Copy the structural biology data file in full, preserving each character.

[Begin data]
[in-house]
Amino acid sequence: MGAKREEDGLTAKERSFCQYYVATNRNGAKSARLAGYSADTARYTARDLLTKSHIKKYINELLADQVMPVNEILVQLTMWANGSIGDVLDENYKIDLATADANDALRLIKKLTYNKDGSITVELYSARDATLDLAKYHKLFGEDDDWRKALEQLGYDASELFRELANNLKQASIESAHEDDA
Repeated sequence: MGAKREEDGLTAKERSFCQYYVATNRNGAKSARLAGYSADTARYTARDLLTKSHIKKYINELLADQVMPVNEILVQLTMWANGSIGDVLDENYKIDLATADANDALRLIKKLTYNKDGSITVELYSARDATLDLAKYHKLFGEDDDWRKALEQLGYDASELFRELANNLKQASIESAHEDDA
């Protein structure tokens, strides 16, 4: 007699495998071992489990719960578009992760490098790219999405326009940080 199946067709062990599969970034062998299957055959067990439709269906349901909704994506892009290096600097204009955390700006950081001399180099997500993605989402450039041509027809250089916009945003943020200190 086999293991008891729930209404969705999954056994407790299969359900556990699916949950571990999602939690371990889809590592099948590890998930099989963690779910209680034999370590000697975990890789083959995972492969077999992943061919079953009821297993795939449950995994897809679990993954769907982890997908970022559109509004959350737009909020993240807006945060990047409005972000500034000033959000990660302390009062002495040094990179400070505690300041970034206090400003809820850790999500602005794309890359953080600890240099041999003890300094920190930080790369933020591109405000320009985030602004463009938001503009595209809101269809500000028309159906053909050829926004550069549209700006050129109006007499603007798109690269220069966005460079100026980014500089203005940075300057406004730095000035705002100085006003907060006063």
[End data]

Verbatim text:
[in-house]
Amino acid sequence: MGAKREEDGLTAKERSFCQYYVATNRNGAKSARLAGYSADTARYTARDLLTKSHIKKYINELLADQVMPVNEILVQLTMWANGSIGDVLDENYKIDLATADANDALRLIKKLTYNKDGSITVELYSARDATLDLAKYHKLFGEDDDWRKALEQLGYDASELFRELANNLKQASIESAHEDDA
Repeated sequence: MGAKREEDGLTAKERSFCQYYVATNRNGAKSARLAGYSADTARYTARDLLTKSHIKKYINELLADQVMPVNEILVQLTMWANGSIGDVLDENYKIDLATADANDALRLIKKLTYNKDGSITVELYSARDATLDLAKYHKLFGEDDDWRKALEQLGYDASELFRELANNLKQASIESAHEDDA
């Protein structure tokens, strides 16, 4: 007699495998071992489990719960578009992760490098790219999405326009940080 199946067709062990599969970034062998299957055959067990439709269906349901909704994506892009290096600097204009955390700006950081001399180099997500993605989402450039041509027809250089916009945003943020200190 086999293991008891729930209404969705999954056994407790299969359900556990699916949950571990999602939690371990889809590592099948590890998930099989963690779910209680034999370590000697975990890789083959995972492969077999992943061919079953009821297993795939449950995994897809679990993954769907982890997908970022559109509004959350737009909020993240807006945060990047409005972000500034000033959000990660302390009062002495040094990179400070505690300041970034206090400003809820850790999500602005794309890359953080600890240099041999003890300094920190930080790369933020591109405000320009985030602004463009938001503009595209809101269809500000028309159906053909050829926004550069549209700006050129109006007499603007798109690269220069966005460079100026980014500089203005940075300057406004730095000035705002100085006003907060006063």